Sunday, December 9, 2012

12 Days of Christmas - Anne Gracie

Isn't the race up to Christmas speeding along? Already we're at Day Five of:

The 12 Days of Christmas
Food and Romance
Blogging Extravaganza! 

I'm so excited about all my TDoCFaRBE guests, but today's guest especially. I'm a proud alumni of Anne Gracie's "How to write romance" class and a bit of a fangirl too. "The Perfect Rake" stands in my eyes as one of the most perfect regency romances ever! Since that fateful class that set me on a journey, I've had the good fortune to get to know Anne a little. I know she's not only an amazing writer, but a lovely person who's very generous with sharing her wisdom and knowledge.

Today Anne's sharing her wisdom and knowledge on a cheat's version of Christmas pudding which sounds absolutely delicious for non-pudding fans (like me!). I'm going to have to give this one a try. (And I'm going to need a new wardrobe of clothes the next size up in order to cook and eat all the delicious recipes I'm seeing in the Extravaganza!)

Christmas food
by Anne Gracie

I’ve always loved Christmas, and generally do the whole traditional thing — seafood starter, followed by the hot roast dinner — roast pork with crackling, and turkey, with crispy roast potatoes, baked pumpkin, green beans and a dish my mother always made which was made up of sliced tomatoes and onions in alternating layers with a layer of fresh breadcrumbs and butter dotted over the top so it forms a toasty crust. Mmmm, simple but so yummy and easy. I sometimes add fresh herbs, but really, it’s very good just plain. And it’s nice cold, too.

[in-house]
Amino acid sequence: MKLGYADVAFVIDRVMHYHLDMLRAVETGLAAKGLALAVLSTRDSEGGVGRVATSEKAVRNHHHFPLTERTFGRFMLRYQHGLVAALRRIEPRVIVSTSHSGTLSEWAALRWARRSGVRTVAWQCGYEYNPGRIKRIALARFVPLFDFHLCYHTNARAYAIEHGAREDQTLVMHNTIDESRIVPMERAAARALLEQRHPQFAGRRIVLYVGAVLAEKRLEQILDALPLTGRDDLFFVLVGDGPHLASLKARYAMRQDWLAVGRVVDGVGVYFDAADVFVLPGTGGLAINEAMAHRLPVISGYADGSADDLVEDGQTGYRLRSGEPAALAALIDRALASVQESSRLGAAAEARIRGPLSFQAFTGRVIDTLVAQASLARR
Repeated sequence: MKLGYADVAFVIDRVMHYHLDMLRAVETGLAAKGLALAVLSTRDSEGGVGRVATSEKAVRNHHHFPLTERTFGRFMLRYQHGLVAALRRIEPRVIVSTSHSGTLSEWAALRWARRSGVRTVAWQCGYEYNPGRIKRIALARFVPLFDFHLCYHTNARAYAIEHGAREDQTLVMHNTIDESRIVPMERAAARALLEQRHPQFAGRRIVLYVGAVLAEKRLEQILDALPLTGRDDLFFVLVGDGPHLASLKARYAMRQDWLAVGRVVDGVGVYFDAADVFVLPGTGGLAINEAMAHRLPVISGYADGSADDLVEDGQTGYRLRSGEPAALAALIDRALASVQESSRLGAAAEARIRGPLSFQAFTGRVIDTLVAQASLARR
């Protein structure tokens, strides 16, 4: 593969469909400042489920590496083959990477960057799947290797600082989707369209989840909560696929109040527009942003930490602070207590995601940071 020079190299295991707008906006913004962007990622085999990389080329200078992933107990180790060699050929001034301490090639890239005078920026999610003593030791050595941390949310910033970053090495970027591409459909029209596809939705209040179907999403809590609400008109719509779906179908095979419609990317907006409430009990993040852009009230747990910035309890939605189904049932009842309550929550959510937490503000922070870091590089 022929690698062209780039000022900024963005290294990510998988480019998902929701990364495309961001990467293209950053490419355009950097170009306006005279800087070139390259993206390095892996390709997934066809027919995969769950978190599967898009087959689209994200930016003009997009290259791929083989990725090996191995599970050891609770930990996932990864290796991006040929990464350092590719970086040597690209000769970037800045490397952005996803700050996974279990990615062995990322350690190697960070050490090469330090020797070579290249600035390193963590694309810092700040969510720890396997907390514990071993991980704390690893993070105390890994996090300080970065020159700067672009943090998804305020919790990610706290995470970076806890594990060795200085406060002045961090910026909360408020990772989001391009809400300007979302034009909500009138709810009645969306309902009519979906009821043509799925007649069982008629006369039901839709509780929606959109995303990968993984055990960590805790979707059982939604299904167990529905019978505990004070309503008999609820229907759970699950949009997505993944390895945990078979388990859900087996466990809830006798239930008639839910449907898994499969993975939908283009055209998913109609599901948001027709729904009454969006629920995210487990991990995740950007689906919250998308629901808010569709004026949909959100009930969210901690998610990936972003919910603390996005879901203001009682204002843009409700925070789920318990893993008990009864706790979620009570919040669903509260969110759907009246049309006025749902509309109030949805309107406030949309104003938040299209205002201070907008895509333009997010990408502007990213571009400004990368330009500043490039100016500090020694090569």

And then there’s the pud. I love plum pudding — my grandmother always made the best, and then my brother-in-law took on the making of the family pub, but this year I’m going for a departure — I’ve decided this year I’m having a cold pudding, partly because a few people who’ll be at my Christmas dinner this year actively don’t like traditional plum pud (shocking, I know!) and partly because my friend, fellow author Barbara Hannay, made an ice-cream Xmas pudding last year and it sounded easy and yummy, and I’m all for that at Christmas.

500 grams of Christmas pudding
I kg vanilla ice cream
pinch of allspice
400 ml pure cream
1 1/2 cups brown sugar
100 g butter, chopped

Crumble Christmas pudding into coffee bean size lumps, either by hand or with food processor. Thaw ice cream slightly, then, place in a large bowl and mix in pudding crumbles by hand (latex gloves are recommended as protection against the cold). Spoon mixture into prepared dish lined with plastic wrap. Cover and place in freezer for at least 30 mins, or until firm.